Law Practice Management

School Rank and GPA Aren’t the Best Predictors of BigLaw Success

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Updated: Law school rank and grade point average aren’t the best predictors of success at large law firms, according to a study of more than 1,300 associates from one firm.

Law school rank and GPA were only moderately predictive of success, the study found. In general, one of the study’s authors, Ron Paquette, tells the ABA Journal, “The Harvard attorneys do not perform any better than those at the 30th-ranked law school.”

The study was conducted at a top 25 law firm trying to combat high associate attrition rates, according to a summary by the authors, consultants from Kerma Partners and Redwood, a unit of LexisNexis. The aim was to identify lawyer recruits who have the required educational credentials as well as the “stuff” to thrive at the law firm.

The study defined success as longer tenure at the firm, higher productivity, and being a good cultural fit, based on an evaluation by a human resources staffer.

The study identified 12 factors—Paquette wouldn’t reveal them all—that are better predictors of success. Paquette, however, did identify one of them—participation in group hobbies and collegiate-level athletics. Another predictor of success, he said, was doing well in specific law school classes. He did not disclose the subjects.

The study also identified attributes that were detrimental to success, and some were “counterintuitive,” the study summary says. Paquette disclosed one of them—foreign language proficiency. He says the study recommended that the law firm should not give “extra credit” to those job-seekers who can speak another language.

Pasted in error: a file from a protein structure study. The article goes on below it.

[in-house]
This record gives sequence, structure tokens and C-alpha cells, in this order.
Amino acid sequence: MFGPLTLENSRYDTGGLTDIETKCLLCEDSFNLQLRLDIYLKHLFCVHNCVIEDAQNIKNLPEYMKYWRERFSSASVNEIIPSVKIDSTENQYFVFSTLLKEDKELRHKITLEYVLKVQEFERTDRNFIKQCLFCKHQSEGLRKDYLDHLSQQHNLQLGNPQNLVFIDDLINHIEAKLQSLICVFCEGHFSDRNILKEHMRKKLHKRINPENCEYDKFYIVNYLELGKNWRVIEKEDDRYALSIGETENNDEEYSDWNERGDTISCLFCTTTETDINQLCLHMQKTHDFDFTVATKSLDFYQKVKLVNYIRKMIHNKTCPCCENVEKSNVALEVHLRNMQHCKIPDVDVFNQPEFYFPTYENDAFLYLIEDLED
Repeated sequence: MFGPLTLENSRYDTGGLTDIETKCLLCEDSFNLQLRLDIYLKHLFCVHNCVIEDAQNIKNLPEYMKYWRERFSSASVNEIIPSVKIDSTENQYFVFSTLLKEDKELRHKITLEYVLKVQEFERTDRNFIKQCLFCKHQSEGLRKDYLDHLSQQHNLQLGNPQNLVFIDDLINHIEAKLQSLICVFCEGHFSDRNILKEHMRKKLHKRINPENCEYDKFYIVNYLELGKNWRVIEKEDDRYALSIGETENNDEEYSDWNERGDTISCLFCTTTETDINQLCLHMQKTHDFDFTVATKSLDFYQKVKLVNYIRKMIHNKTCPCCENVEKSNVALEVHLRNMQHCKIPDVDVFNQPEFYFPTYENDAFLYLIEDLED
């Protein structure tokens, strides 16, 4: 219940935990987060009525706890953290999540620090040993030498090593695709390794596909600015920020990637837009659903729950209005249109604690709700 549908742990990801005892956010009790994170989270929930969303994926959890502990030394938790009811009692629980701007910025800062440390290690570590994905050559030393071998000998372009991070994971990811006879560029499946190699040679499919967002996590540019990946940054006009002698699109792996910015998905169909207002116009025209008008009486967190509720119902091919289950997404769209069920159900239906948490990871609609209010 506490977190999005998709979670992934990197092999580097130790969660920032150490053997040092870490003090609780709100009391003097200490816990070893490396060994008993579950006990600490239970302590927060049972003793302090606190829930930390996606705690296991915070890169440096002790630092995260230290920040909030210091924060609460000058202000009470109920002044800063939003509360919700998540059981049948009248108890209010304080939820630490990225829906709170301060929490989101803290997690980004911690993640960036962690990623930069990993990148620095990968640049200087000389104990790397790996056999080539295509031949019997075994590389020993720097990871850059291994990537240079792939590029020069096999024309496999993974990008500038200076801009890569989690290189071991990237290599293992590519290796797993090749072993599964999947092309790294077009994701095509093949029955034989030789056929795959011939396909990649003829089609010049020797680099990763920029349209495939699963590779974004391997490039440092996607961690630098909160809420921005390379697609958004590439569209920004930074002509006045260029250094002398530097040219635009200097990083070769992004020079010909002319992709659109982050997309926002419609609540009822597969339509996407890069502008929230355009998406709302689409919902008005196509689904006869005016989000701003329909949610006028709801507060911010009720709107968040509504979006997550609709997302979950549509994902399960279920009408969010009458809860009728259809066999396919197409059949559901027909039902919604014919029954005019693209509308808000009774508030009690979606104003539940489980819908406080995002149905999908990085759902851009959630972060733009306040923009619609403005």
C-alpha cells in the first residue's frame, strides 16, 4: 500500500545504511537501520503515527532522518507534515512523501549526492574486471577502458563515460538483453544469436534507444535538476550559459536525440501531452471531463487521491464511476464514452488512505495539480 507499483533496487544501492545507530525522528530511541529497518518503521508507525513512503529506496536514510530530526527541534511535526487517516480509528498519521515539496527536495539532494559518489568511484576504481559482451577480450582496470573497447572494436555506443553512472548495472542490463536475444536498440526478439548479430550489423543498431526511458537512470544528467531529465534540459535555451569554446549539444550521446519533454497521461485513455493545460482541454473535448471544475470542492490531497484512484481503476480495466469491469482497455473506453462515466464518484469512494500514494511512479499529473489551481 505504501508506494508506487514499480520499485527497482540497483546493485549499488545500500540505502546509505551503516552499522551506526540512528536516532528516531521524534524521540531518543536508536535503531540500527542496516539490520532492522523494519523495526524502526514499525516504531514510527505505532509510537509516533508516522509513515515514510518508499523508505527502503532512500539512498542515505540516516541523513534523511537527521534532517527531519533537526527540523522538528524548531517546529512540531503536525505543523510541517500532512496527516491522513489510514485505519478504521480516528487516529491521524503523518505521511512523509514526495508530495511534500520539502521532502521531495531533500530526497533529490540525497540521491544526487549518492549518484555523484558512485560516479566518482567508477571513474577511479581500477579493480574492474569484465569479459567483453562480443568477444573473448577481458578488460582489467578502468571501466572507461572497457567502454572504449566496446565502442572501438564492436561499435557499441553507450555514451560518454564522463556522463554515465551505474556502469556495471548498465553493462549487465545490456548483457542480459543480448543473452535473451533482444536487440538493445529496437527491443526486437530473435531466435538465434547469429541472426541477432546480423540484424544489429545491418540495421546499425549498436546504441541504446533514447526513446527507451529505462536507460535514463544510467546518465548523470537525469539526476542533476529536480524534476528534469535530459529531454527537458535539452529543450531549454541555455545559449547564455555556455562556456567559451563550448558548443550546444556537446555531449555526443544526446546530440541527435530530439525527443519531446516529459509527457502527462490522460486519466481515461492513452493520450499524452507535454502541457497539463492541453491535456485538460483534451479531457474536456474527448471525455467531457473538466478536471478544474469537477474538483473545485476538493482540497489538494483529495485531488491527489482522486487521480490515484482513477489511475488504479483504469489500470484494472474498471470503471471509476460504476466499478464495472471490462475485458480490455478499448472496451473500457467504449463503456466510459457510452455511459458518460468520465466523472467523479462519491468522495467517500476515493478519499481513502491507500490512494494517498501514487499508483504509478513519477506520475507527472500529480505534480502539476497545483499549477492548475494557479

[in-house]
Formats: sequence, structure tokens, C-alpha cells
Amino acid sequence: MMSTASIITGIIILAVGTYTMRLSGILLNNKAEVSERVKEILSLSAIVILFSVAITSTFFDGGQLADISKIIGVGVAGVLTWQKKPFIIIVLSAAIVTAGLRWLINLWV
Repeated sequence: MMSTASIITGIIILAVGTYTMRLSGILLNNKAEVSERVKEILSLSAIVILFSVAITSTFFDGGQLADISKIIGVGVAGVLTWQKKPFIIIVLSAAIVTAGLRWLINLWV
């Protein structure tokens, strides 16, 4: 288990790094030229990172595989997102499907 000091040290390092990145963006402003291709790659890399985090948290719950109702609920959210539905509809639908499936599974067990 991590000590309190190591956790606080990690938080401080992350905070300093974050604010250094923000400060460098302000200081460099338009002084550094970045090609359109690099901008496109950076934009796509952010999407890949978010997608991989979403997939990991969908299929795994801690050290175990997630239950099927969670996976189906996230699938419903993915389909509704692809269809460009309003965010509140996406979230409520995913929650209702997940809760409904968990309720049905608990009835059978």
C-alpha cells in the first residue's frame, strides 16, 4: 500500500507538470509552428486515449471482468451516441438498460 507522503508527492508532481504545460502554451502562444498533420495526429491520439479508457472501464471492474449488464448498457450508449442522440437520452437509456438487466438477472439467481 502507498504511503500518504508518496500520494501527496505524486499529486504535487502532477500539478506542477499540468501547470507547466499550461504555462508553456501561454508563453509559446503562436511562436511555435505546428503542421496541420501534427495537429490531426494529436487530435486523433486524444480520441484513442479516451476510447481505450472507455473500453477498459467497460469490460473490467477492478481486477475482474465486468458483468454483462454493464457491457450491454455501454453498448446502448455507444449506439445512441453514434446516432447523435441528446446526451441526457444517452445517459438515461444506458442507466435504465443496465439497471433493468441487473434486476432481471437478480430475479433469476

Paquette and the other study author, James Bergin of Kerma Partners, couldn’t go into details because of the proprietary nature of the study.

The study compared lawyers at the firm who had four or more of the success attributes with those who had three or less. Lawyers in the group with more success attributes were 15 percent more productive and stayed more than twice as long at the firm.

Paquette, who recently left his position at Redwood to join Dominion Digital, says he’s not surprised by the findings. Based on his experience in corporate America, he believes attributes such as an ability to adapt and get along with people contribute to success more than technical expertise.

“When you look at people skills, it really comes down to working well on a team,” he says. “In reality, the best performing teams are the ones that learn to get along and leverage each other’s skills.”

Bergin told the ABA Journal that the success factors, when considered as a whole, indicate leadership qualities. “After we came up with this list of the attributes of interest, we tried to make sense of them as a whole,” he says. “Generally we used the term ‘leader’ to summarize what all of these attributes put together.”

Paquette cautions that the study examined the attributes of lawyers who were already “the cream of the crop.”

“There’s no one in here who got bad grades,” he says. The study simply showed that those with top grades aren’t much more likely to succeed than those with simply good grades. “If someone got a 2.0, I still would not hire them,” he adds, because the low grades could indicate low motivation.

Hat tip to Legal Blog Watch.

Updated at 8:50 a.m. to include comments from Ron Paquette. Updated again at 11:25 a.m. to include comments from James Bergin.

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